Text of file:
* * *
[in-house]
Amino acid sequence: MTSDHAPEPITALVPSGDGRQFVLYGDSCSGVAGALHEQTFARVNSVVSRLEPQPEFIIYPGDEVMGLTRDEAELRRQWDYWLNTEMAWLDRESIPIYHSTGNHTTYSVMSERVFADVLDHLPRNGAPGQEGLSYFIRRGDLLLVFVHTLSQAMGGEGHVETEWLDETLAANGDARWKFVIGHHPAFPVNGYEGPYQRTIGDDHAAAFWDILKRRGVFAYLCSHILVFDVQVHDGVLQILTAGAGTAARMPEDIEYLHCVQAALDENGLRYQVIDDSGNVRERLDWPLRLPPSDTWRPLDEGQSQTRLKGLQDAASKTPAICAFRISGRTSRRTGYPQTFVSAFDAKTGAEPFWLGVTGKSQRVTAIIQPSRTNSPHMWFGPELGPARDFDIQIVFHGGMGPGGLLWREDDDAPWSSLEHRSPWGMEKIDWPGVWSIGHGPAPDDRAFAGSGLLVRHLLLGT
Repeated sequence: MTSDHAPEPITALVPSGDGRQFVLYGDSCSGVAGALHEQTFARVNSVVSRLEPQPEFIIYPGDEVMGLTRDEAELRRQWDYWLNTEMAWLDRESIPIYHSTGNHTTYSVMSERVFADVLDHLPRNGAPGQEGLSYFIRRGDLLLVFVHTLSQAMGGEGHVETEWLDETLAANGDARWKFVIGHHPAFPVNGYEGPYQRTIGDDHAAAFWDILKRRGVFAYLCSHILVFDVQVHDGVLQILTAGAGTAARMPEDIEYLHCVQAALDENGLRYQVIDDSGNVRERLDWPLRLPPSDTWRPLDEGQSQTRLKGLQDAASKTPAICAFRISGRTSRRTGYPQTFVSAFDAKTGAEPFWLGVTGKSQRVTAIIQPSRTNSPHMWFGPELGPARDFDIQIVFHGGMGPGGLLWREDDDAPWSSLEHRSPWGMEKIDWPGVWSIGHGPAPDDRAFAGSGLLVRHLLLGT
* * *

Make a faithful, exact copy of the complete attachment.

[in-house]
Amino acid sequence: MTSDHAPEPITALVPSGDGRQFVLYGDSCSGVAGALHEQTFARVNSVVSRLEPQPEFIIYPGDEVMGLTRDEAELRRQWDYWLNTEMAWLDRESIPIYHSTGNHTTYSVMSERVFADVLDHLPRNGAPGQEGLSYFIRRGDLLLVFVHTLSQAMGGEGHVETEWLDETLAANGDARWKFVIGHHPAFPVNGYEGPYQRTIGDDHAAAFWDILKRRGVFAYLCSHILVFDVQVHDGVLQILTAGAGTAARMPEDIEYLHCVQAALDENGLRYQVIDDSGNVRERLDWPLRLPPSDTWRPLDEGQSQTRLKGLQDAASKTPAICAFRISGRTSRRTGYPQTFVSAFDAKTGAEPFWLGVTGKSQRVTAIIQPSRTNSPHMWFGPELGPARDFDIQIVFHGGMGPGGLLWREDDDAPWSSLEHRSPWGMEKIDWPGVWSIGHGPAPDDRAFAGSGLLVRHLLLGT
Repeated sequence: MTSDHAPEPITALVPSGDGRQFVLYGDSCSGVAGALHEQTFARVNSVVSRLEPQPEFIIYPGDEVMGLTRDEAELRRQWDYWLNTEMAWLDRESIPIYHSTGNHTTYSVMSERVFADVLDHLPRNGAPGQEGLSYFIRRGDLLLVFVHTLSQAMGGEGHVETEWLDETLAANGDARWKFVIGHHPAFPVNGYEGPYQRTIGDDHAAAFWDILKRRGVFAYLCSHILVFDVQVHDGVLQILTAGAGTAARMPEDIEYLHCVQAALDENGLRYQVIDDSGNVRERLDWPLRLPPSDTWRPLDEGQSQTRLKGLQDAASKTPAICAFRISGRTSRRTGYPQTFVSAFDAKTGAEPFWLGVTGKSQRVTAIIQPSRTNSPHMWFGPELGPARDFDIQIVFHGGMGPGGLLWREDDDAPWSSLEHRSPWGMEKIDWPGVWSIGHGPAPDDRAFAGSGLLVRHLLLGT